Hitachi Data Instance Director (HDID) can be used to schedule backups of selections of VMs within a vCenter all without affecting performance of the VMs on that vCenter. Then in a recovery scenario, select the backup recovery point in time, what VMs to restore/clone and whether to recover to the same or different vCenter. This is great from the point of view of an admin dealing with storage, but what if you are not a HDID admin? What if you are a vCenter admin, or even a non-admin user with their own VM(s)? Someone without the HDID knowledge, but you still want to create a restore point of a VM in its current state, for whatever reason e.g: before you do something that could potentially break your VM! Well now you can have the power of HDID within vSphere, without having to know how to use HDID! Thanks to the HDID Connector for VMware vRealize Orchestrator (HDID Connector for vRO).Just take a look at how easy it is to create a specific backup of any VM in HDID from within vSphere:
- Step 1 - On the VM you wish to backup, select "Ad Hoc Backup" from the "All vRealize Orchestrator plugin Actions" menu:
- Step 2 - On the "Ad Hoc Backup" Workflow parameters window that pops up, select "Finish":
- Step 3 - Sit back and relax while HDID Connector for vRO does all the behind the scenes work of initiating a backup of only this VM using HDID:
This vRO context menu allows the vSphere user to perform a number of different HDID operations from a VM driven focus.
This first plugin for vRO is aimed at providing a VMware user simple HDID backup and restore functionality. This is achieved via prebuilt vRO Workflows which are user (VM) focused, that can be used from within either VMware vRealize Orchestrator, or within vSphere itself. The workflows allow the user to perform:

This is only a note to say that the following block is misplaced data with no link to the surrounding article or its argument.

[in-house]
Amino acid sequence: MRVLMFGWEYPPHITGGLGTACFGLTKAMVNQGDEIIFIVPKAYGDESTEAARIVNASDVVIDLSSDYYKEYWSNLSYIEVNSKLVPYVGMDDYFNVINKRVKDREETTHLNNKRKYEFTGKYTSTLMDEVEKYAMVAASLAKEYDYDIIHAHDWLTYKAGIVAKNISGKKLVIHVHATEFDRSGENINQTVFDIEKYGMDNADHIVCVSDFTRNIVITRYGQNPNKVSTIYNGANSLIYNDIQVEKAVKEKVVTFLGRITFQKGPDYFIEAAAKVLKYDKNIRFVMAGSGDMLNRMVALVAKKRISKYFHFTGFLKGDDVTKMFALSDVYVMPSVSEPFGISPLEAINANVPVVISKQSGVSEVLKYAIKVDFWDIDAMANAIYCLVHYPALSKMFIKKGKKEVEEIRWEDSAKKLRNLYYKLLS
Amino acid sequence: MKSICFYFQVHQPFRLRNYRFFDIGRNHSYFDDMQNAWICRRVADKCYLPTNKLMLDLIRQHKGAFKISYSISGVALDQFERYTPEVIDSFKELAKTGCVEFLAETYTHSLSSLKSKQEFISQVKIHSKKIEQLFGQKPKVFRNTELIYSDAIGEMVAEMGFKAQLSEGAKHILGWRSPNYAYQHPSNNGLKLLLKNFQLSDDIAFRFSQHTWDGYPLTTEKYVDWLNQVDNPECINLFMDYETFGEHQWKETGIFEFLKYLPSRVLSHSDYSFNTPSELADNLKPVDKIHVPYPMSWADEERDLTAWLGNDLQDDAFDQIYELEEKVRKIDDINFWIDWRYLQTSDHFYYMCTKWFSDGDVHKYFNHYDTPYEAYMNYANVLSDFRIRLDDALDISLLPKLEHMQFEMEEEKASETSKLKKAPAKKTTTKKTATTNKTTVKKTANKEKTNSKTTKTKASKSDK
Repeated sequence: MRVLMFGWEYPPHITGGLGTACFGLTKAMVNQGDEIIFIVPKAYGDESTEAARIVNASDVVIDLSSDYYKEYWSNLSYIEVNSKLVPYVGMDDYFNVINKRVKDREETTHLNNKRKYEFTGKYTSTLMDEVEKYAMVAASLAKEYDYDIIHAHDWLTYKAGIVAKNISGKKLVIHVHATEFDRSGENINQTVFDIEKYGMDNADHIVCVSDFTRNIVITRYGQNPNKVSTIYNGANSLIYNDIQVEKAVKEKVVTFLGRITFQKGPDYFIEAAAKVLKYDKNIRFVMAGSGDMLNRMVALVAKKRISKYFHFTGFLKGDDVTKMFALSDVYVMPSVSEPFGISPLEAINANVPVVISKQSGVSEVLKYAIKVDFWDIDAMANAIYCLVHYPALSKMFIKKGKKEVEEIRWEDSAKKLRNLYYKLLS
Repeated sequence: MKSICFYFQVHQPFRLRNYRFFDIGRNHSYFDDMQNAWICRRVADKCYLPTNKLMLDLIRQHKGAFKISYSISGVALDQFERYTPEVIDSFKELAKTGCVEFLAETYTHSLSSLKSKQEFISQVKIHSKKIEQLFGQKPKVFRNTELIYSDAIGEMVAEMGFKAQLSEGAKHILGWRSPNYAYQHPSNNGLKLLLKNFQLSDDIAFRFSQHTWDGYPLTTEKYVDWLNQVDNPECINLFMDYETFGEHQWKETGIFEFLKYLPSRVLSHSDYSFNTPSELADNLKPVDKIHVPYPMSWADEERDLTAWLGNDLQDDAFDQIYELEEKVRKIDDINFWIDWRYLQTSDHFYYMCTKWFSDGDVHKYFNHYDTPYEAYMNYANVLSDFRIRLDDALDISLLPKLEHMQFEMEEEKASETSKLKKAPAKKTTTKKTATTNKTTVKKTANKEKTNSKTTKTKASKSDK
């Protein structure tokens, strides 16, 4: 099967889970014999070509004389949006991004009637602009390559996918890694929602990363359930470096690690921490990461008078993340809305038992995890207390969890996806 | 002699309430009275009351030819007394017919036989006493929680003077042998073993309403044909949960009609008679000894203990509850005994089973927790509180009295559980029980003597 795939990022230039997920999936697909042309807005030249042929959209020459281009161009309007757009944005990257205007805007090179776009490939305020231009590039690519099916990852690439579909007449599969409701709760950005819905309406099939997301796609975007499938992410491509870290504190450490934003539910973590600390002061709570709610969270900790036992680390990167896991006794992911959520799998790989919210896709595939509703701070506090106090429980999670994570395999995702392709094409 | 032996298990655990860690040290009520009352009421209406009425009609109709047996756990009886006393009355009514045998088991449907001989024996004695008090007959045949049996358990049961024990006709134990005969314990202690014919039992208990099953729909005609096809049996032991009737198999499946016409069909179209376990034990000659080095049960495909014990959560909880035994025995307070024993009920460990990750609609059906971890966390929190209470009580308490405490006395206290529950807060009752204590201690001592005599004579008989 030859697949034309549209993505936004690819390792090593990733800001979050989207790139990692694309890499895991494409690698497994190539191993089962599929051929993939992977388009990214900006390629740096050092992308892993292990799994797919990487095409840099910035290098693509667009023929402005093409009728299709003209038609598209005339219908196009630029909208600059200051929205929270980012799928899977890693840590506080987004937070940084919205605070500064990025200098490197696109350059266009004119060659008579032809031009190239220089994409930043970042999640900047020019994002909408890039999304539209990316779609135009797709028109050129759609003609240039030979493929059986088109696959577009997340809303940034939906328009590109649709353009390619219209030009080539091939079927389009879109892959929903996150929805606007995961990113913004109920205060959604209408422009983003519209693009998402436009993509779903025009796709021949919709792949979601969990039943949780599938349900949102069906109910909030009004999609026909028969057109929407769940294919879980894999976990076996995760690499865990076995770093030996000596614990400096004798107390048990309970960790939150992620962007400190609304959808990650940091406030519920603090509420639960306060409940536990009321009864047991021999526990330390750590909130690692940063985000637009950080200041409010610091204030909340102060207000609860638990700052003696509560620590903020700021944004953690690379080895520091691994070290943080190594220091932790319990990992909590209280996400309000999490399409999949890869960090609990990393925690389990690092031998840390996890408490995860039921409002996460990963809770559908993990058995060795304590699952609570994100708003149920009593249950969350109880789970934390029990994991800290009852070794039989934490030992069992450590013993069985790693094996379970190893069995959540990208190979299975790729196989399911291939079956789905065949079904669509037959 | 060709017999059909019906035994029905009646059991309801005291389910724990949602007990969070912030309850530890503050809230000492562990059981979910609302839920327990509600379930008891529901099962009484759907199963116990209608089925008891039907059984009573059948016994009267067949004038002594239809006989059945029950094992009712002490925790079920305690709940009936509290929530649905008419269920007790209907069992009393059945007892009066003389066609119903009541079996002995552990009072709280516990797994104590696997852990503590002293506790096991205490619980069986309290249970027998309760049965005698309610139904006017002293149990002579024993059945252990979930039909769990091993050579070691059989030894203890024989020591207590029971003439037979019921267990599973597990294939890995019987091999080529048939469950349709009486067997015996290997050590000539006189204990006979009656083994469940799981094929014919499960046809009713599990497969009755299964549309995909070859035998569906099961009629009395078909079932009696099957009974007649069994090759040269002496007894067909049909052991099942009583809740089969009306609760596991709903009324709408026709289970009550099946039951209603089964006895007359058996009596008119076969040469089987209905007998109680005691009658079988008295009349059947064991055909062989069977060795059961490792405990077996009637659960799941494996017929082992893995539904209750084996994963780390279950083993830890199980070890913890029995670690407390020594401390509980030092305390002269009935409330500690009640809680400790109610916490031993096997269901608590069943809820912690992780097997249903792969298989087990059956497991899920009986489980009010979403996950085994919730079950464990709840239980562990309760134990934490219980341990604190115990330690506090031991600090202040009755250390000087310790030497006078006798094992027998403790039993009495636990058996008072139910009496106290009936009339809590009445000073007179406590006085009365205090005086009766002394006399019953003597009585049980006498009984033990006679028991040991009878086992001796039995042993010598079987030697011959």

Ad Hoc Backup
Perform an ad hoc backup of the selected VM only.
Clone a VM
Clones a selected VM that exists in vCenter (from a recovery point in HDID).
Clone This VM
Clones the current VM (from a recovery point in HDID).
Restore a Deleted VM
Recreates a VM no longer in vCenter, from a recovery point in HDID, that doesn't exist in vCenter.
Mount VMDKs to This VM
Mounts, to the current VM, the disks from a VM backed up as a snapshot in HDID.
Unmount VMDKs from VM
Unmounts, from the current VM, the disks from a VM backed up as a snapshot in HDID.
All of this without the VMware user having to create Dataflows, Policies, nor navigating backups to find the VM they want. This is a user (VM) focused approach to HDID from within VMware.
In the next few “HDID Connector for VMware vRO” Blog Posts we shall explain: how to setup HDID to allow these Workflows to be used by any VMware user; cover these Workflows in a little more detail where needed; and any additional setup that may be required for particular scenarios you might want to achieve.
HDID Connector for VMware vRO – Part 1: Connecting vRO to HDID – Enabling the recovery workflows